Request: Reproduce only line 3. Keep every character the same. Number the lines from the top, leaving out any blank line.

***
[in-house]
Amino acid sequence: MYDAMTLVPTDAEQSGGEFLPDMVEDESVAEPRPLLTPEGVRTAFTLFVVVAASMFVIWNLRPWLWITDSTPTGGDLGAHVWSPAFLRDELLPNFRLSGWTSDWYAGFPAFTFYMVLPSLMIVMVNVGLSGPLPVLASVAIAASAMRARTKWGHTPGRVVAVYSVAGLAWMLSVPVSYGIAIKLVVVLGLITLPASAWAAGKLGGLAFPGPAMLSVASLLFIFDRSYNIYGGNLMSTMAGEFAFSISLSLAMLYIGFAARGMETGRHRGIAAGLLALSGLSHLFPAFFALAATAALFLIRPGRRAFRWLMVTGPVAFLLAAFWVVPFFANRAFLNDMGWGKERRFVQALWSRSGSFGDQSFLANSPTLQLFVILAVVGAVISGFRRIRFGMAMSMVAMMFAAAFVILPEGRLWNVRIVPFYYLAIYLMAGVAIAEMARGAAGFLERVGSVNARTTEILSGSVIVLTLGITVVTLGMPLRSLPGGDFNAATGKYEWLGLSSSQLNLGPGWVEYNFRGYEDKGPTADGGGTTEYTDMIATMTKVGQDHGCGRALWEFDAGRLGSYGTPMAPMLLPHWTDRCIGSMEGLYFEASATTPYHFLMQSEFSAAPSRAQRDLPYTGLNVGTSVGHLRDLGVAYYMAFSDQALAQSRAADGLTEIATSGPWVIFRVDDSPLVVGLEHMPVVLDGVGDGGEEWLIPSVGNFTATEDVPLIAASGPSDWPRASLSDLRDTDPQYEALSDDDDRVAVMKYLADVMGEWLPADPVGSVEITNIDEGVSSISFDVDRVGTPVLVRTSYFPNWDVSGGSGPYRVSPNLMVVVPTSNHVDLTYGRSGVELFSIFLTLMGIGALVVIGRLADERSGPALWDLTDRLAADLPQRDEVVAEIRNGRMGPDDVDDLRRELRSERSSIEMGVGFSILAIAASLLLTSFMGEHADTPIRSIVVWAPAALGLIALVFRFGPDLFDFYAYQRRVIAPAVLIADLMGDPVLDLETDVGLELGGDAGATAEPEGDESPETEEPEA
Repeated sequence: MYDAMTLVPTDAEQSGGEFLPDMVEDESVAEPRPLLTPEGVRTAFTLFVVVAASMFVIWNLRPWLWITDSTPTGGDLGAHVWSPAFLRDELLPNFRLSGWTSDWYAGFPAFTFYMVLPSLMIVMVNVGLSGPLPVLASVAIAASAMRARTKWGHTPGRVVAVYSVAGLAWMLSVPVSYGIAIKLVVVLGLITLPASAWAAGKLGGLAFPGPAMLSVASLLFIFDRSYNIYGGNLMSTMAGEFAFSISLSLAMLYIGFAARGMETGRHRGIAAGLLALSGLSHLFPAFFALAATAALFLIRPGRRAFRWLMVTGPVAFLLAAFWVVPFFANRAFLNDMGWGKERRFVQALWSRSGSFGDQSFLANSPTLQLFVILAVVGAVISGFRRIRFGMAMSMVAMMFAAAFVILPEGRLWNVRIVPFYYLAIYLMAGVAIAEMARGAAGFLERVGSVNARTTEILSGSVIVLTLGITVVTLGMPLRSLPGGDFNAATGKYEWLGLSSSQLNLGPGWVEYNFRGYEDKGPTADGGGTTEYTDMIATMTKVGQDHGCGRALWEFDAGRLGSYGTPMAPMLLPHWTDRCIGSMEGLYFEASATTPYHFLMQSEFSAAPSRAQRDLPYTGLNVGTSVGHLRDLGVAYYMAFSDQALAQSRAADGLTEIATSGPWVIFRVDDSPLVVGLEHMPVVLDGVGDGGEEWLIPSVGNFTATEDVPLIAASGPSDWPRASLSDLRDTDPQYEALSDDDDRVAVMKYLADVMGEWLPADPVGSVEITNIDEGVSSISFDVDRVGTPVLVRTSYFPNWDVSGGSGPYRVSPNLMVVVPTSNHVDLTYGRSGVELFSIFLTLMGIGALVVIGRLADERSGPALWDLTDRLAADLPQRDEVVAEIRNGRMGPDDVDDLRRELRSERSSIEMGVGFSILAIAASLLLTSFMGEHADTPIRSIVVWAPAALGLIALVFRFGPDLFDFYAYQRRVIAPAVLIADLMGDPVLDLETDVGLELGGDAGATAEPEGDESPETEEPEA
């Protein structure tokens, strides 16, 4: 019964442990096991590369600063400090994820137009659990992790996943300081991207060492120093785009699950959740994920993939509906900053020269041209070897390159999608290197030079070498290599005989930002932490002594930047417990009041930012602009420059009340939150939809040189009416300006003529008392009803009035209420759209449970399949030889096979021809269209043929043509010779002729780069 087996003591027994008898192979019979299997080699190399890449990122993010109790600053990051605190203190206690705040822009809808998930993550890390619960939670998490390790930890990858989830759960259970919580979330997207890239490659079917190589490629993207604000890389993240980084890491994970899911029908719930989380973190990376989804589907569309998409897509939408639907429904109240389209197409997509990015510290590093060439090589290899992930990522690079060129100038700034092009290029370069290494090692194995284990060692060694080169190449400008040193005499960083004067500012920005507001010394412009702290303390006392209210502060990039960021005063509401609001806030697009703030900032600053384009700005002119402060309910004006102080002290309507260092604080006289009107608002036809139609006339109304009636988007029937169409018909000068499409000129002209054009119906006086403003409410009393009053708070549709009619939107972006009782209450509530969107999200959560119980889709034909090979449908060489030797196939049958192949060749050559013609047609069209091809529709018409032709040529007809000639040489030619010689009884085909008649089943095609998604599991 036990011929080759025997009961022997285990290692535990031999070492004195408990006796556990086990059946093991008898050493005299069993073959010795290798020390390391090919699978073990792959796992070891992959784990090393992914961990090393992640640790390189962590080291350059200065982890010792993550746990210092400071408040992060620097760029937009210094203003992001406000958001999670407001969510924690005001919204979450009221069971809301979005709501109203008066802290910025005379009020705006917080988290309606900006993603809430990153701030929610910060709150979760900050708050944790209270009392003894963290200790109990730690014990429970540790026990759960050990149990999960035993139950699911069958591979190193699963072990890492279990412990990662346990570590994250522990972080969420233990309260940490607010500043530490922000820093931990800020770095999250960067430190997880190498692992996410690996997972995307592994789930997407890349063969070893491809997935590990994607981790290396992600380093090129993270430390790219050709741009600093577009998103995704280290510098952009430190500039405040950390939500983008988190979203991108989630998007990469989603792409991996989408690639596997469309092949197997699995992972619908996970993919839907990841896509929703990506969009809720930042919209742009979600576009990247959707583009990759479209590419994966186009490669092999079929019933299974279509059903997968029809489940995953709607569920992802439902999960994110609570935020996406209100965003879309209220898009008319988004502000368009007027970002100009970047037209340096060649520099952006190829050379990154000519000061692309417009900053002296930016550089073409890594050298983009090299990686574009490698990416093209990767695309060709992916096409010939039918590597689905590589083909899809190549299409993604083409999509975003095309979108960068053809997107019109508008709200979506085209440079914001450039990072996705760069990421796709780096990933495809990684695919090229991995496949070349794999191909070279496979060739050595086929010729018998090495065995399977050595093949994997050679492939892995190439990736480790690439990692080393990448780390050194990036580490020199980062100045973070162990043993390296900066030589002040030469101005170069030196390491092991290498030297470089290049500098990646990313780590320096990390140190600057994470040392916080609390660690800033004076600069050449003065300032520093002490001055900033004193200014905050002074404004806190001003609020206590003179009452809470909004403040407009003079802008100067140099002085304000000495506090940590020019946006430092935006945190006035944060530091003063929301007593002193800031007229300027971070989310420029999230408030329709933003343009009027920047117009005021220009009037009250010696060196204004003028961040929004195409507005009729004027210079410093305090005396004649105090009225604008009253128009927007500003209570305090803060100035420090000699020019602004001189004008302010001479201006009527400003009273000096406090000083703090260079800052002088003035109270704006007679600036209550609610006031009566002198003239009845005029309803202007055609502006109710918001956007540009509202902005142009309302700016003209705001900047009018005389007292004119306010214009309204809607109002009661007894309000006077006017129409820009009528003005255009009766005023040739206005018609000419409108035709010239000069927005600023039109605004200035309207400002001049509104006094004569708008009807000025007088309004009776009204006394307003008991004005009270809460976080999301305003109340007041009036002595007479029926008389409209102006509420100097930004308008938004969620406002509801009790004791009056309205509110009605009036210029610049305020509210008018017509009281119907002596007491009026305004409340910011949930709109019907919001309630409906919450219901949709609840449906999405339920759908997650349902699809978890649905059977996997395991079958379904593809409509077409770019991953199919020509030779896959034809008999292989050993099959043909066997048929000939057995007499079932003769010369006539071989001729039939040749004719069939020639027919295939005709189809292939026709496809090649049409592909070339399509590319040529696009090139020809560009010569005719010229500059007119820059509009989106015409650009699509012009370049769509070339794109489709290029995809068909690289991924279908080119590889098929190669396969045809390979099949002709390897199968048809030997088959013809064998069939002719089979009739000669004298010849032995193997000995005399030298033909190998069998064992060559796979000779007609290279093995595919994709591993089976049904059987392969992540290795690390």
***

Repeated sequence: MYDAMTLVPTDAEQSGGEFLPDMVEDESVAEPRPLLTPEGVRTAFTLFVVVAASMFVIWNLRPWLWITDSTPTGGDLGAHVWSPAFLRDELLPNFRLSGWTSDWYAGFPAFTFYMVLPSLMIVMVNVGLSGPLPVLASVAIAASAMRARTKWGHTPGRVVAVYSVAGLAWMLSVPVSYGIAIKLVVVLGLITLPASAWAAGKLGGLAFPGPAMLSVASLLFIFDRSYNIYGGNLMSTMAGEFAFSISLSLAMLYIGFAARGMETGRHRGIAAGLLALSGLSHLFPAFFALAATAALFLIRPGRRAFRWLMVTGPVAFLLAAFWVVPFFANRAFLNDMGWGKERRFVQALWSRSGSFGDQSFLANSPTLQLFVILAVVGAVISGFRRIRFGMAMSMVAMMFAAAFVILPEGRLWNVRIVPFYYLAIYLMAGVAIAEMARGAAGFLERVGSVNARTTEILSGSVIVLTLGITVVTLGMPLRSLPGGDFNAATGKYEWLGLSSSQLNLGPGWVEYNFRGYEDKGPTADGGGTTEYTDMIATMTKVGQDHGCGRALWEFDAGRLGSYGTPMAPMLLPHWTDRCIGSMEGLYFEASATTPYHFLMQSEFSAAPSRAQRDLPYTGLNVGTSVGHLRDLGVAYYMAFSDQALAQSRAADGLTEIATSGPWVIFRVDDSPLVVGLEHMPVVLDGVGDGGEEWLIPSVGNFTATEDVPLIAASGPSDWPRASLSDLRDTDPQYEALSDDDDRVAVMKYLADVMGEWLPADPVGSVEITNIDEGVSSISFDVDRVGTPVLVRTSYFPNWDVSGGSGPYRVSPNLMVVVPTSNHVDLTYGRSGVELFSIFLTLMGIGALVVIGRLADERSGPALWDLTDRLAADLPQRDEVVAEIRNGRMGPDDVDDLRRELRSERSSIEMGVGFSILAIAASLLLTSFMGEHADTPIRSIVVWAPAALGLIALVFRFGPDLFDFYAYQRRVIAPAVLIADLMGDPVLDLETDVGLELGGDAGATAEPEGDESPETEEPEA